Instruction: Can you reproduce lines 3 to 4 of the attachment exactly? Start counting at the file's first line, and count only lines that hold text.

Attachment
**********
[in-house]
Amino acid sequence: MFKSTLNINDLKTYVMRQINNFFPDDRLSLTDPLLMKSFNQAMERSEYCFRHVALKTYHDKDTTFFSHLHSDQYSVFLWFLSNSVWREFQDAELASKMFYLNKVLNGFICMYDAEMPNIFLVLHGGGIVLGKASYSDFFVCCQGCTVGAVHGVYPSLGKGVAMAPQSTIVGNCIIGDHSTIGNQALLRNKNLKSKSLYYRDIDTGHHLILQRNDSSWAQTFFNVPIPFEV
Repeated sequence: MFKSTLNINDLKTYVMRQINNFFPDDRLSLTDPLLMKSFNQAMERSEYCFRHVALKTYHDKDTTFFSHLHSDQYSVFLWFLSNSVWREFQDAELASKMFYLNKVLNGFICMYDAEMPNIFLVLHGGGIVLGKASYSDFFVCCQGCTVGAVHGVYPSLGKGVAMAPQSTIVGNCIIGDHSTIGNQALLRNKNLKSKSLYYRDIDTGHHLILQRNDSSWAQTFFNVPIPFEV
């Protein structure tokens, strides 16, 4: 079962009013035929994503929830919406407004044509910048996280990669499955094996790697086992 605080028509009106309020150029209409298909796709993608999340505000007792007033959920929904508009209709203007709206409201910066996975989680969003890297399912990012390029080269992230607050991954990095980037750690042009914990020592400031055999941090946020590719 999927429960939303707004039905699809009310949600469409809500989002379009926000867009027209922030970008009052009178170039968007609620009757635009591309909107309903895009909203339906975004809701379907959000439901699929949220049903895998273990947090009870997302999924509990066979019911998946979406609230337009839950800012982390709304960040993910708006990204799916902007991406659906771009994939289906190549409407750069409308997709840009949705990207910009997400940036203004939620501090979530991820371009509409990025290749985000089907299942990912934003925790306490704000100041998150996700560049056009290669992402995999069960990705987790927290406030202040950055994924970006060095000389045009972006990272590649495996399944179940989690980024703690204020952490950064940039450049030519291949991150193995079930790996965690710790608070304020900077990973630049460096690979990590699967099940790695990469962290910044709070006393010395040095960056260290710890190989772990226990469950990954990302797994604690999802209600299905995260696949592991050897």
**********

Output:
Repeated sequence: MFKSTLNINDLKTYVMRQINNFFPDDRLSLTDPLLMKSFNQAMERSEYCFRHVALKTYHDKDTTFFSHLHSDQYSVFLWFLSNSVWREFQDAELASKMFYLNKVLNGFICMYDAEMPNIFLVLHGGGIVLGKASYSDFFVCCQGCTVGAVHGVYPSLGKGVAMAPQSTIVGNCIIGDHSTIGNQALLRNKNLKSKSLYYRDIDTGHHLILQRNDSSWAQTFFNVPIPFEV
């Protein structure tokens, strides 16, 4: 079962009013035929994503929830919406407004044509910048996280990669499955094996790697086992 605080028509009106309020150029209409298909796709993608999340505000007792007033959920929904508009209709203007709206409201910066996975989680969003890297399912990012390029080269992230607050991954990095980037750690042009914990020592400031055999941090946020590719 999927429960939303707004039905699809009310949600469409809500989002379009926000867009027209922030970008009052009178170039968007609620009757635009591309909107309903895009909203339906975004809701379907959000439901699929949220049903895998273990947090009870997302999924509990066979019911998946979406609230337009839950800012982390709304960040993910708006990204799916902007991406659906771009994939289906190549409407750069409308997709840009949705990207910009997400940036203004939620501090979530991820371009509409990025290749985000089907299942990912934003925790306490704000100041998150996700560049056009290669992402995999069960990705987790927290406030202040950055994924970006060095000389045009972006990272590649495996399944179940989690980024703690204020952490950064940039450049030519291949991150193995079930790996965690710790608070304020900077990973630049460096690979990590699967099940790695990469962290910044709070006393010395040095960056260290710890190989772990226990469950990954990302797994604690999802209600299905995260696949592991050897």